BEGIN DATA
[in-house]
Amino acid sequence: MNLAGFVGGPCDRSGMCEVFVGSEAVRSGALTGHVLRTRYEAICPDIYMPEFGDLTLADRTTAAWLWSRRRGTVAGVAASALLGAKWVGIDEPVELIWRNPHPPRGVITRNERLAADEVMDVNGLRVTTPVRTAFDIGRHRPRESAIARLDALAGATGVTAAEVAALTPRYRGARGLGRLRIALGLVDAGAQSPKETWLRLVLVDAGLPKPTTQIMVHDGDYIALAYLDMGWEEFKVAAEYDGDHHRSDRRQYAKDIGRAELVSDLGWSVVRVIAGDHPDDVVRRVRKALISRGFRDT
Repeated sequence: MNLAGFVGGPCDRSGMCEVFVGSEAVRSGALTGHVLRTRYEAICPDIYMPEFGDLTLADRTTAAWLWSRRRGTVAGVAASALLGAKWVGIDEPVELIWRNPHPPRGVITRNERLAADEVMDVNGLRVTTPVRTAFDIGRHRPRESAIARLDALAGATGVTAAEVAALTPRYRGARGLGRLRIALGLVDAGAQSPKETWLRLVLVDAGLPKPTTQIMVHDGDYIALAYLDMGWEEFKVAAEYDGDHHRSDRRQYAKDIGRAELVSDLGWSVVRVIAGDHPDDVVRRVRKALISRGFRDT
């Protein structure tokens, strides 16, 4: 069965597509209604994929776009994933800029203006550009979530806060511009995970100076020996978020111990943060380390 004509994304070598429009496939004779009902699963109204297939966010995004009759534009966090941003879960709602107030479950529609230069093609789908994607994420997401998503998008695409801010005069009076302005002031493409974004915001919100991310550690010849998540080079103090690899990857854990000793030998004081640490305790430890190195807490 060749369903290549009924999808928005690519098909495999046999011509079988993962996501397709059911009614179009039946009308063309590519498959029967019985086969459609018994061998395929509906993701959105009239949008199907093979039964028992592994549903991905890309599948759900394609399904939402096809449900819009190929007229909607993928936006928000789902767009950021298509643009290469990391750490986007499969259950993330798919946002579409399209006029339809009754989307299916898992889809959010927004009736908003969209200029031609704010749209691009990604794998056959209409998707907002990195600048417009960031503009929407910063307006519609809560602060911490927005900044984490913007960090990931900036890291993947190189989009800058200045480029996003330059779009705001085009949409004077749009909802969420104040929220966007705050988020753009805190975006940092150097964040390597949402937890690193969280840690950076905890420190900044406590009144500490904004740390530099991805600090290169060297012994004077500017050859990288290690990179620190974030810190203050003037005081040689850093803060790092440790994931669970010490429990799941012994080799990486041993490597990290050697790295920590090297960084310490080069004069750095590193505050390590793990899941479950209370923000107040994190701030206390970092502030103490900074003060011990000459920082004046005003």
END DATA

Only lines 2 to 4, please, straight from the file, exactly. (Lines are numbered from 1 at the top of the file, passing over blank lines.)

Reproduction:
Amino acid sequence: MNLAGFVGGPCDRSGMCEVFVGSEAVRSGALTGHVLRTRYEAICPDIYMPEFGDLTLADRTTAAWLWSRRRGTVAGVAASALLGAKWVGIDEPVELIWRNPHPPRGVITRNERLAADEVMDVNGLRVTTPVRTAFDIGRHRPRESAIARLDALAGATGVTAAEVAALTPRYRGARGLGRLRIALGLVDAGAQSPKETWLRLVLVDAGLPKPTTQIMVHDGDYIALAYLDMGWEEFKVAAEYDGDHHRSDRRQYAKDIGRAELVSDLGWSVVRVIAGDHPDDVVRRVRKALISRGFRDT
Repeated sequence: MNLAGFVGGPCDRSGMCEVFVGSEAVRSGALTGHVLRTRYEAICPDIYMPEFGDLTLADRTTAAWLWSRRRGTVAGVAASALLGAKWVGIDEPVELIWRNPHPPRGVITRNERLAADEVMDVNGLRVTTPVRTAFDIGRHRPRESAIARLDALAGATGVTAAEVAALTPRYRGARGLGRLRIALGLVDAGAQSPKETWLRLVLVDAGLPKPTTQIMVHDGDYIALAYLDMGWEEFKVAAEYDGDHHRSDRRQYAKDIGRAELVSDLGWSVVRVIAGDHPDDVVRRVRKALISRGFRDT
């Protein structure tokens, strides 16, 4: 069965597509209604994929776009994933800029203006550009979530806060511009995970100076020996978020111990943060380390 004509994304070598429009496939004779009902699963109204297939966010995004009759534009966090941003879960709602107030479950529609230069093609789908994607994420997401998503998008695409801010005069009076302005002031493409974004915001919100991310550690010849998540080079103090690899990857854990000793030998004081640490305790430890190195807490 060749369903290549009924999808928005690519098909495999046999011509079988993962996501397709059911009614179009039946009308063309590519498959029967019985086969459609018994061998395929509906993701959105009239949008199907093979039964028992592994549903991905890309599948759900394609399904939402096809449900819009190929007229909607993928936006928000789902767009950021298509643009290469990391750490986007499969259950993330798919946002579409399209006029339809009754989307299916898992889809959010927004009736908003969209200029031609704010749209691009990604794998056959209409998707907002990195600048417009960031503009929407910063307006519609809560602060911490927005900044984490913007960090990931900036890291993947190189989009800058200045480029996003330059779009705001085009949409004077749009909802969420104040929220966007705050988020753009805190975006940092150097964040390597949402937890690193969280840690950076905890420190900044406590009144500490904004740390530099991805600090290169060297012994004077500017050859990288290690990179620190974030810190203050003037005081040689850093803060790092440790994931669970010490429990799941012994080799990486041993490597990290050697790295920590090297960084310490080069004069750095590193505050390590793990899941479950209370923000107040994190701030206390970092502030103490900074003060011990000459920082004046005003």